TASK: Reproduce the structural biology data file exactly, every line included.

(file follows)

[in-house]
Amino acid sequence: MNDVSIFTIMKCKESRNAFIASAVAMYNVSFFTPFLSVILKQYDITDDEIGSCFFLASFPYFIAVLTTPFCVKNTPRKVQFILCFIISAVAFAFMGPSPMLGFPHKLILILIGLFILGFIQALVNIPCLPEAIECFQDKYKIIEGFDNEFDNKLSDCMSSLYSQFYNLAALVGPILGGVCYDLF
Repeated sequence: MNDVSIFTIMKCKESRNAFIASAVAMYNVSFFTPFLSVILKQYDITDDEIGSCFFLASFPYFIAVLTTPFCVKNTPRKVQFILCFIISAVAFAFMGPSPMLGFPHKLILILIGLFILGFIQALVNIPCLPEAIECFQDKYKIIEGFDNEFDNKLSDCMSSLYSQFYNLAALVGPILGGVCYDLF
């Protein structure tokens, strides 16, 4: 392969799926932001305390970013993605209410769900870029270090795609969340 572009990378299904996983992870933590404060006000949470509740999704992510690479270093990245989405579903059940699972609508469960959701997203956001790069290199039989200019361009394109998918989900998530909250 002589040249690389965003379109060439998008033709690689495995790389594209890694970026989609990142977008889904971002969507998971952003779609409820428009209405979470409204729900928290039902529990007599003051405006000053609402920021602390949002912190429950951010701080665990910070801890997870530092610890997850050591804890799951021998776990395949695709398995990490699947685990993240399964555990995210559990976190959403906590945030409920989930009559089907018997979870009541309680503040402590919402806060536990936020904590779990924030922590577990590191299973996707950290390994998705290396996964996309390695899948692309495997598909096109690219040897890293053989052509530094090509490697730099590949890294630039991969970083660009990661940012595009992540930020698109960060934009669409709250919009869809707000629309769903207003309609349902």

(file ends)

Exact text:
[in-house]
Amino acid sequence: MNDVSIFTIMKCKESRNAFIASAVAMYNVSFFTPFLSVILKQYDITDDEIGSCFFLASFPYFIAVLTTPFCVKNTPRKVQFILCFIISAVAFAFMGPSPMLGFPHKLILILIGLFILGFIQALVNIPCLPEAIECFQDKYKIIEGFDNEFDNKLSDCMSSLYSQFYNLAALVGPILGGVCYDLF
Repeated sequence: MNDVSIFTIMKCKESRNAFIASAVAMYNVSFFTPFLSVILKQYDITDDEIGSCFFLASFPYFIAVLTTPFCVKNTPRKVQFILCFIISAVAFAFMGPSPMLGFPHKLILILIGLFILGFIQALVNIPCLPEAIECFQDKYKIIEGFDNEFDNKLSDCMSSLYSQFYNLAALVGPILGGVCYDLF
């Protein structure tokens, strides 16, 4: 392969799926932001305390970013993605209410769900870029270090795609969340 572009990378299904996983992870933590404060006000949470509740999704992510690479270093990245989405579903059940699972609508469960959701997203956001790069290199039989200019361009394109998918989900998530909250 002589040249690389965003379109060439998008033709690689495995790389594209890694970026989609990142977008889904971002969507998971952003779609409820428009209405979470409204729900928290039902529990007599003051405006000053609402920021602390949002912190429950951010701080665990910070801890997870530092610890997850050591804890799951021998776990395949695709398995990490699947685990993240399964555990995210559990976190959403906590945030409920989930009559089907018997979870009541309680503040402590919402806060536990936020904590779990924030922590577990590191299973996707950290390994998705290396996964996309390695899948692309495997598909096109690219040897890293053989052509530094090509490697730099590949890294630039991969970083660009990661940012595009992540930020698109960060934009669409709250919009869809707000629309769903207003309609349902």